Northwestern Press

Saturday, April 4, 2020
PRESS PHOTO BY JIM MARSHRobert Schantz, of Lower Macungie Township, transforms from his everyday identity as a retired art teacher to Chump the Clown, through which he has entertained, amused and offered religious training for more than three decades in the Lehigh Valley. PRESS PHOTO BY JIM MARSHRobert Schantz, of Lower Macungie Township, transforms from his everyday identity as a retired art teacher to Chump the Clown, through which he has entertained, amused and offered religious training for more than three decades in the Lehigh Valley.

LVHN COMMUNITY PARTNER

Thursday, March 26, 2020 by JIM MARSH Special to The Press in Local News

Retired art teacher performs as Chump the Clown for more than three decades

As a youth growing up in Orefield, Robert Schantz never dreamed clowning around was in his future.

He wasn’t the class clown and he does not recall any of his teachers in the Parkland School District ever telling him to stop clowning around.

But as an adult, retired art teacher Schantz, now living in Lower Macungie Township, has spent more than three decades entertaining, amusing and teaching religious lessons through his persona as Chump the Clown.

Schantz has been attending Jordan United Church of Christ, South Whitehall, since he was 2 years old.

He has volunteered in every spot at the church where there was a need.

Through it all, Schantz wove his Kutztown University degree into his volunteer activities and the church’s rotating seasonal theme settings.

In 1980, a new opportunity arose, and with it Chump the Clown was born.

A church volunteer attended a conference promoting ways to bring the arts into worship services. Included was a session on how to begin a church clown ministry.

The idea gained immediate traction at Jordan UCC, and Schantz was one of four or five adults, and later several teens, who volunteered to learn how to apply clown makeup, design costumes and use pantomime techniques to teach Bible life lessons to youthful and established church audiences.

“Clowns in a church ministry never talk but we become adept at being mute and using facial expressions, body motion, signage and props to get our message across,” Schantz explained.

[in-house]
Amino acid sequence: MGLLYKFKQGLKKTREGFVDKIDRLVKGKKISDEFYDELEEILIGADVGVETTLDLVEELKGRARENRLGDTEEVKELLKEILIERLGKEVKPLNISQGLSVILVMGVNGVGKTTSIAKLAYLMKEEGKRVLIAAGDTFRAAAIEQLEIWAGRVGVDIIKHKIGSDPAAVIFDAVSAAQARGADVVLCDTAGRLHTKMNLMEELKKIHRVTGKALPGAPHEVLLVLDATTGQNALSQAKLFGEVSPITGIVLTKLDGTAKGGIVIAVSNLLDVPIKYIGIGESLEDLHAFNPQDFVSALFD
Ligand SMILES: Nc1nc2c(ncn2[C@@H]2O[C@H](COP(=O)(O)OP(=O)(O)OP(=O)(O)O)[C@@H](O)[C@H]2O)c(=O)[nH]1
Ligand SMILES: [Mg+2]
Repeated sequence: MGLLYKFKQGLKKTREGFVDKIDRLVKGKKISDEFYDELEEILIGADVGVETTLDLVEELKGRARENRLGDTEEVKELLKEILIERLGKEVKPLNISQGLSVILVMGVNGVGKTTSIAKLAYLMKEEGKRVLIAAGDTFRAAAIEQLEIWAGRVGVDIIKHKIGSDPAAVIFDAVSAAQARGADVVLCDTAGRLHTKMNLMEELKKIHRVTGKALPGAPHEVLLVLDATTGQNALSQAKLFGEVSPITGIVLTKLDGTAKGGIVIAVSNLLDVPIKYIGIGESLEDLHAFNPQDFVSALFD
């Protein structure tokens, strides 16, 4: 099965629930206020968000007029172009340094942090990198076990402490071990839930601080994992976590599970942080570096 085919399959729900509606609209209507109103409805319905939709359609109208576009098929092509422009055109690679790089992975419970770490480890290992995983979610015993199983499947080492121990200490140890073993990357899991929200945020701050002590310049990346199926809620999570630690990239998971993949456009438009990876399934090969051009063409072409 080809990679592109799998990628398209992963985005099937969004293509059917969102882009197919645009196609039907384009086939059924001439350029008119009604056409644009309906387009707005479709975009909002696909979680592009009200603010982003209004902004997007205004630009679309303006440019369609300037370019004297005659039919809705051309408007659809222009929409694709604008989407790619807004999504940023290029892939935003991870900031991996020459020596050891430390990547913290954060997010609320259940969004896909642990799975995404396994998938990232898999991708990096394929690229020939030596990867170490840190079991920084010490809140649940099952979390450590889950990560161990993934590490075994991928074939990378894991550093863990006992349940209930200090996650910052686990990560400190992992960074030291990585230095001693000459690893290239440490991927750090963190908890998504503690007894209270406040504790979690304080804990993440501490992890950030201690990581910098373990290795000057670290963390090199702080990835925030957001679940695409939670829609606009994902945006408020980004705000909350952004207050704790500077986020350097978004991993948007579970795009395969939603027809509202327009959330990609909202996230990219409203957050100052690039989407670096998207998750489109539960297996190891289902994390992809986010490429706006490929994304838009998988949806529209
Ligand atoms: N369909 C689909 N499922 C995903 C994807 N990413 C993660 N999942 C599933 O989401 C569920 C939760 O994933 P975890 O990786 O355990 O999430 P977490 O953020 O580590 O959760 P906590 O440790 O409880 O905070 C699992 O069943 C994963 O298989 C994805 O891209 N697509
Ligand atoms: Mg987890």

In a typical performance, clown ministry participants begin in everyday street clothes, then apply makeup and get into costume, while congregants watch the transformation.

“We knew that some youngsters, and even adults, can be fearful and skeptical of persons made up as clowns,” Schantz said.

“We took it slow and easy so we did not just spring our clown personas on our audience.”

In the world of clowning, makeup levels can be elaborate.

The level used by Schantz and his clown ministry companions is labeled the “august” look. It is the simplest to apply and employs cheek spots of white, red and black and a lip application.

“Even the colors we applied had significance,” Schantz explained. “Our white makeup represents Christ’s death and the red depicts new life.”

Schantz’s most memorable clown skit revolved around a Biblical changed heart parable.

He was designated as the bully clown who disrupted other clowns involved in playful activities.

“The other clowns loved me out of my bullying ways,” Schantz said. “They gave me an injection and pulled slips of paper labeled bully, anger, jealousy and resentment out of my heart area and replaced them with labels of love, caring and helpfulness. They gave me a changed heart.”

To this day, Schantz looks back at that lesson as the most life-changing pantomime he ever participated in as Chump the Clown.

Schantz’s clown name came from a youth group member who had it on the tip of her tongue when he asked for naming help.

Schantz learned years later his father had the nickname “Chump” as he was growing up and his father just took it for granted his son picked that name for his clown.

His wife, Cheryl, has been a very supportive partner throughout his clown ministry. While she participated as a clown in the early portion of the ministry, she had to drop back because of allergic reactions to the makeup.

“She is always there, though, whenever we need costuming or background setting assistance, or to drive me home after a tiring performance.”

Youth church programming has changed in recent years with teen participation being the main driver and that has led to the clown ministry giving way to the new direction, Schantz said.

He has continued employing Chump at birthday celebrations, nursing home visits and other venues where he can add joy to a gathering.

Even though the clown ministry does not have the influence it had years ago, Schantz said he still has the clown in him.

“I pull out the greasepaint makeup kit when the Schnecksville Fair and a few other festivals roll around each year,” he said.

“When I get made up as Chump the Clown, I become that persona, and bringing joy to people gives me unspeakable satisfaction.”

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Editor’s Note: If you know someone who should be featured as a Lehigh Valley Health Network Community Partner, email dgalbraith@tnonline.com.